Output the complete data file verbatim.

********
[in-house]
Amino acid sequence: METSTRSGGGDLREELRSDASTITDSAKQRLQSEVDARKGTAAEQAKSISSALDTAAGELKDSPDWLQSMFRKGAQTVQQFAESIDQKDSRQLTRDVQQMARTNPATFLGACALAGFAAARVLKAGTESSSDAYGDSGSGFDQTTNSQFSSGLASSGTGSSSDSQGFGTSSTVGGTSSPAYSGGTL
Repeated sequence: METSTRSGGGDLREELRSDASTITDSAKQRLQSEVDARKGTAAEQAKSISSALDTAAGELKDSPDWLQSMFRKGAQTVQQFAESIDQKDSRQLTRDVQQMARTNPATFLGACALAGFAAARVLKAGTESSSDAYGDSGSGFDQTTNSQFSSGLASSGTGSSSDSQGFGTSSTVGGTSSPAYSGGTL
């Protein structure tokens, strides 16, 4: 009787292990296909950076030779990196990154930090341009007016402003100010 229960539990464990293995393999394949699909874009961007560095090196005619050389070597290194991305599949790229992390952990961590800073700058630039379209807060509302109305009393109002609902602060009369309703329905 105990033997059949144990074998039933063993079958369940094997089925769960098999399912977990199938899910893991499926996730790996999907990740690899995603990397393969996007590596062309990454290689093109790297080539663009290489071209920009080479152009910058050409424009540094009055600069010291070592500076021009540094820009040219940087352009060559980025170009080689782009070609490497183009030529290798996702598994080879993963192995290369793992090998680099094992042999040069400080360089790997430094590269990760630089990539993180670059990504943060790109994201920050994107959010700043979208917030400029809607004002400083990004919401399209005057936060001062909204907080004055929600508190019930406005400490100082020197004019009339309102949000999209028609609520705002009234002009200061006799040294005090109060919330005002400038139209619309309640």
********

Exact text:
[in-house]
Amino acid sequence: METSTRSGGGDLREELRSDASTITDSAKQRLQSEVDARKGTAAEQAKSISSALDTAAGELKDSPDWLQSMFRKGAQTVQQFAESIDQKDSRQLTRDVQQMARTNPATFLGACALAGFAAARVLKAGTESSSDAYGDSGSGFDQTTNSQFSSGLASSGTGSSSDSQGFGTSSTVGGTSSPAYSGGTL
Repeated sequence: METSTRSGGGDLREELRSDASTITDSAKQRLQSEVDARKGTAAEQAKSISSALDTAAGELKDSPDWLQSMFRKGAQTVQQFAESIDQKDSRQLTRDVQQMARTNPATFLGACALAGFAAARVLKAGTESSSDAYGDSGSGFDQTTNSQFSSGLASSGTGSSSDSQGFGTSSTVGGTSSPAYSGGTL
């Protein structure tokens, strides 16, 4: 009787292990296909950076030779990196990154930090341009007016402003100010 229960539990464990293995393999394949699909874009961007560095090196005619050389070597290194991305599949790229992390952990961590800073700058630039379209807060509302109305009393109002609902602060009369309703329905 105990033997059949144990074998039933063993079958369940094997089925769960098999399912977990199938899910893991499926996730790996999907990740690899995603990397393969996007590596062309990454290689093109790297080539663009290489071209920009080479152009910058050409424009540094009055600069010291070592500076021009540094820009040219940087352009060559980025170009080689782009070609490497183009030529290798996702598994080879993963192995290369793992090998680099094992042999040069400080360089790997430094590269990760630089990539993180670059990504943060790109994201920050994107959010700043979208917030400029809607004002400083990004919401399209005057936060001062909204907080004055929600508190019930406005400490100082020197004019009339309102949000999209028609609520705002009234002009200061006799040294005090109060919330005002400038139209619309309640």